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The initiatory stage of research was conducted by accessing academic text books online such as Hilaire Barnett’s ‘Constitutional and Administrative Law’

The initiatory stage of research was conducted by accessing academic text books online such as Hilaire Barnett’s ‘Constitutional and Administrative Law’ . Using the contents page, I selected the relevant chapter ‘Sources of the Constitution’; this chapter gave me an insight as to what the topic entailed. The textbook was an extremely helpful source as it is designed to explain concepts in an in-depth way to better your understanding, it also covers wider areas around the core topic. I then accessed a secondary textbook: Neil Parpworth’s ‘Constitutional and Administrative Law’ and repeated the same process by finding the relevant chapter.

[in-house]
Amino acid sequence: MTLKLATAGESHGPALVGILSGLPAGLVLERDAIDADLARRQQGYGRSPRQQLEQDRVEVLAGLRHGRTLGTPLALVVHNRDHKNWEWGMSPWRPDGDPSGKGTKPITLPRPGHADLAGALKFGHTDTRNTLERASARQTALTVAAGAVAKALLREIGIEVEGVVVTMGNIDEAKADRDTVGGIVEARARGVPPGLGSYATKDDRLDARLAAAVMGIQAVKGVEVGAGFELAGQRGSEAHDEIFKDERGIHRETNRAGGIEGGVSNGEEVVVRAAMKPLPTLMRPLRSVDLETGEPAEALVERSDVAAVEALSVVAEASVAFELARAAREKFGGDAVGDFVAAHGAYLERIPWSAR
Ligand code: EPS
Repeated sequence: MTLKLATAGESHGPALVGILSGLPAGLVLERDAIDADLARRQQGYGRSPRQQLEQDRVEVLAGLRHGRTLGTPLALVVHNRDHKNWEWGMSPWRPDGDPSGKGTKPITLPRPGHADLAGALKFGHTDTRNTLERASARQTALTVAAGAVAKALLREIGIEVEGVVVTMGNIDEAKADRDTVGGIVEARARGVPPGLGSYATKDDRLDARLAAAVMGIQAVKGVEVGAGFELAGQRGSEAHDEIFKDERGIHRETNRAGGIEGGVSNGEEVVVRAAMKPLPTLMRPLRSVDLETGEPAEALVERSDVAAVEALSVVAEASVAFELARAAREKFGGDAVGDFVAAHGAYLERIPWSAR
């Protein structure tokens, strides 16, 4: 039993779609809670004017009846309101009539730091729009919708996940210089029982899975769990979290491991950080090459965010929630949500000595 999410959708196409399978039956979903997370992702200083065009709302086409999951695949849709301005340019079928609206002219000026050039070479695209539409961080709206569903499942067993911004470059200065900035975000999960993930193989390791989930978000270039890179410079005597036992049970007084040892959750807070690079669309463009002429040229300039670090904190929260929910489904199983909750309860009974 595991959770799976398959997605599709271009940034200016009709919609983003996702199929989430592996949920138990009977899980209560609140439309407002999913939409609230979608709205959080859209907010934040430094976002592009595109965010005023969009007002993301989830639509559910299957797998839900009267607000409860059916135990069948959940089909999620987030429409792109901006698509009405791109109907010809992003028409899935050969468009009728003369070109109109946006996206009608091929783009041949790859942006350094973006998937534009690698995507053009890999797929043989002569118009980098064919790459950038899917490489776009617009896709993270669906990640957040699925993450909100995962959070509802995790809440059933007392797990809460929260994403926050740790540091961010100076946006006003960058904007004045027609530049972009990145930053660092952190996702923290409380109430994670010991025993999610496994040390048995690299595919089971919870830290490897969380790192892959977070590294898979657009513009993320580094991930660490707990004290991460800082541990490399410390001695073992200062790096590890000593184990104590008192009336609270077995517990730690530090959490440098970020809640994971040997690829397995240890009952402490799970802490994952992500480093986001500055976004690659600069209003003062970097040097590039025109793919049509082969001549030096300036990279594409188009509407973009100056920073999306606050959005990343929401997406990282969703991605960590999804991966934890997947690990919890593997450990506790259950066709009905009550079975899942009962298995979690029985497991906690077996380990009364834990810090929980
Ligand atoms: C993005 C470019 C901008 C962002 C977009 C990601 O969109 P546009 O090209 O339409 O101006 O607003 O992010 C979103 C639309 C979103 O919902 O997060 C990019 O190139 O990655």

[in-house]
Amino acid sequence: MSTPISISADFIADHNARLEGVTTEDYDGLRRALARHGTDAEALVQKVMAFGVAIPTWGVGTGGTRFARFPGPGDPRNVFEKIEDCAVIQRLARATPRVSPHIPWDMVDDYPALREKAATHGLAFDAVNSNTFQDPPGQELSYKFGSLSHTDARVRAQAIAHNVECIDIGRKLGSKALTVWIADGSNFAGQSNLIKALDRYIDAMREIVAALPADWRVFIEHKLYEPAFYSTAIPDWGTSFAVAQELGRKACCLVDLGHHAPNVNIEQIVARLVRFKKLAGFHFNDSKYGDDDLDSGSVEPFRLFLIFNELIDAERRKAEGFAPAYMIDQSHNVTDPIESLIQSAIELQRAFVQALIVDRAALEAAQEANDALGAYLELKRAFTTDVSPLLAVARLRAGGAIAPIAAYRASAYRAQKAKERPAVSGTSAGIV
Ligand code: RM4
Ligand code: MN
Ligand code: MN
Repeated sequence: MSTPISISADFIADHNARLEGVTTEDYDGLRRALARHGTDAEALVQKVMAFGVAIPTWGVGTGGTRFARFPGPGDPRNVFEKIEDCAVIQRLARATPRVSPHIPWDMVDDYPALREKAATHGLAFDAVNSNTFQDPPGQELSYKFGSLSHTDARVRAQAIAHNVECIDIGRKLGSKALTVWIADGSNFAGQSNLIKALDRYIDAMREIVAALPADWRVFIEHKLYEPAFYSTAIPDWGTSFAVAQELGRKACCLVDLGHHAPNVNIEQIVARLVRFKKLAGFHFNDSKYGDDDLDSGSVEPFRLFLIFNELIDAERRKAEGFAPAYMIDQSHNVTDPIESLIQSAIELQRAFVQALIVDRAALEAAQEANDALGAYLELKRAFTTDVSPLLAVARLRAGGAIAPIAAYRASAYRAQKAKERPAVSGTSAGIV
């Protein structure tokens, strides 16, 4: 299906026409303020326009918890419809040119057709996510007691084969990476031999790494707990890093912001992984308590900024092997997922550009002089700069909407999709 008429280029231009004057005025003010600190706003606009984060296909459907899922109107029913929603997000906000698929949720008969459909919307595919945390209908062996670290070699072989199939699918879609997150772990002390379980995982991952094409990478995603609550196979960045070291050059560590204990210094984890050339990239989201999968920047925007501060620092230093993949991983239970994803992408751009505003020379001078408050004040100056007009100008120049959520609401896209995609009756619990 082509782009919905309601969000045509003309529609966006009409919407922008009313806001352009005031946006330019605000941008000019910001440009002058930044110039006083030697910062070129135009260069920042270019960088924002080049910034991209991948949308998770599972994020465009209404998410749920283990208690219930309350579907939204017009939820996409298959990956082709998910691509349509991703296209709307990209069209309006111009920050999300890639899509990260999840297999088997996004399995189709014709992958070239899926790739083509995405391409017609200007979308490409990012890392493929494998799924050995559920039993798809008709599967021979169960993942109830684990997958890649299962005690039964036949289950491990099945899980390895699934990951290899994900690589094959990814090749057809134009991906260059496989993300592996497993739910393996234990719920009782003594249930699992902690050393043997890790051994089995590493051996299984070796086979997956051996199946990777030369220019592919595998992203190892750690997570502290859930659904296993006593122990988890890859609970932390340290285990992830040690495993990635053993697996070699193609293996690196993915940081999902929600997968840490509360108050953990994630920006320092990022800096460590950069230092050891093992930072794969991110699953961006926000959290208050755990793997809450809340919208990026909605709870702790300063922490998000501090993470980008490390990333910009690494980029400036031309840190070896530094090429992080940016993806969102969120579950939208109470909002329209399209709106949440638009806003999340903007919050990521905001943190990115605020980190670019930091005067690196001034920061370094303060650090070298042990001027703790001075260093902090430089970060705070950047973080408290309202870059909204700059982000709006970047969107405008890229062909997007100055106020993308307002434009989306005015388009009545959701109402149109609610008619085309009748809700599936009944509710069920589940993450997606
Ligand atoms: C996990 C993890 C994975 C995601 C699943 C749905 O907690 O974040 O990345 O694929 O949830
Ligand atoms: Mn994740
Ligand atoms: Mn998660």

To access further research, I used the search engine Google Scholar, where I entered ‘Sources of the UK Constitution’ in the search bar, I selected an online version of a book: Peter Leyland’s ‘The Constitution of the United Kingdom: A Contextual Analysis’ which was of significant relevance. Google scholar was a helpful source as it achieves the goal of finding wider reading in a more accessible way. I used Google as a search engine to find out more information about relevant statutes, I did this by typing in the statute such as ‘The Bill of Rights 1689’ or ‘The Constitutional Reform Act 2005’ into the search bar, this led me to The UK Parliament website that gave a concise description of each legal source.